The 2006 CBR1000RR features advanced technology from the RC211V, the bike famous for competition in the world's premier motorcycle road race, MotoGP. An on-road super sports model, the CBR100RR is powered by a water-cooled, 4-stroke, in-line, 4-cylinder, 1000cc engine. Lighter this model year by 3.0kg, the CBR1000RR offers both improved performance and updated styling
Silver Wing 400
With a water-cooled, 4-stroke, DOHC, 2-cylinder engine, this large scooter combines cruising performance and convenience to support both daily driving and extended touring. Related to the Silver Wing 600 (sold in North American and European markets) and previously available only in Japan, the Silver Wing 400 expands Honda's motorcycle lineup for Europe.
Not to be outdone
BMW has finally announced what has long been rumored: a completely new mid-range sports bike. Note the 'S' designation on these motorcycles, which intimates that the motorcycle will have strong performance and good handling.
The F800S is an 800-cc twin which offers lots of character, an excellent suspension and typical BMW properties. The athletic F 800 S sports bike has a dry weight of under 419 lbs. (approx. 441 lbs. ready-to-ride) and is the first model of the new and separate model series.
You can read an article and BMW's entire press release at Web Bike World.
Ending on a somber note
Swedish police displayed the results of a crash where a motorcycle going 155 mph hit a car and killed both occupants.
The Swedish Police and Road Safety Department displayed the wreckage of this car-motorcycle collision at the Stockholm Motorcycle Fair. The rider, who had recently obtained his license, was estimated to be going 155 mph (250 km) when he hit the car, which was moving slowly through an intersection.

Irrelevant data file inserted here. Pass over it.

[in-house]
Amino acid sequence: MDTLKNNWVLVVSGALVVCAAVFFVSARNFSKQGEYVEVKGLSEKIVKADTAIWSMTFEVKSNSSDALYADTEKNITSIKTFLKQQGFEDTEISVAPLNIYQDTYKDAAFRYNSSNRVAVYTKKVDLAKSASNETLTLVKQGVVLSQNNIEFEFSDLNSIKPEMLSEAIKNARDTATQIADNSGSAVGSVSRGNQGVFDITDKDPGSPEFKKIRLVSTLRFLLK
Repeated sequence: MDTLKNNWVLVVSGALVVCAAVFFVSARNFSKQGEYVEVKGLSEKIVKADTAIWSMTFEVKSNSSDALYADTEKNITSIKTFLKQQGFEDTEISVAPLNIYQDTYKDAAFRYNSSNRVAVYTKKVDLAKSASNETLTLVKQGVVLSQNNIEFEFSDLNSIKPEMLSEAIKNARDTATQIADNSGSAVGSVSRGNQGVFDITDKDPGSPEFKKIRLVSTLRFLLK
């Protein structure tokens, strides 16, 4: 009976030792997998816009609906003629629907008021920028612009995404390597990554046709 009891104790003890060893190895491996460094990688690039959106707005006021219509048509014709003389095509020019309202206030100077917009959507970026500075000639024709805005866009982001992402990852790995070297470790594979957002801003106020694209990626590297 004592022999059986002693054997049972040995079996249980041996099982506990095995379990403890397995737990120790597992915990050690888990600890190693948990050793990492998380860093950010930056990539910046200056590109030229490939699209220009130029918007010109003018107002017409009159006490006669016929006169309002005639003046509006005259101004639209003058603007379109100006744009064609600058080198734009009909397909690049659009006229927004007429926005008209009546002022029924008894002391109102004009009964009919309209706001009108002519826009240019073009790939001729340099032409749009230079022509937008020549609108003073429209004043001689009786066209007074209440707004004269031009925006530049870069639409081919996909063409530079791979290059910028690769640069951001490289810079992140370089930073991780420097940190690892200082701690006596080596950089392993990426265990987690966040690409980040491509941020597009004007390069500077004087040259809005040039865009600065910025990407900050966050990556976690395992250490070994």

The rider never had time to react at all at that speed. The impact flipped the car and threw it 10 feet from the point of impact. The rider and both occupants of the car, all dead, were found in the car.
Here are pictures to help that throttle in check next time you find yourself on a seemingly open road.
Until Next time....Ride Hard, Ride Free but most of all......Ride Safe!
Wednesday, September 28, 2005
The Hunt Begins
My family have become used to me tracking down any local Harley Davidson Dealers when we go on a family vacation. When in Orlando for my sisters birthday I had a forty-five minute window in our park-filled weekend to buy some T-Shirts. The same happened when my girlfriend and I spent a weekend in Naples. So not only was it expected by my family, but practically demanded that I find the local Harley Davidson dealership on the recent trip to England.
It just happened that the dealership was in Newmarket, the same town I was born in some forty years ago. Coincidence? Irony? Either way it was about forty miles away. Knowing my mother is a rather nervous driver at the best of times I suggested a mother-son day outing on the train.
Stalking the prey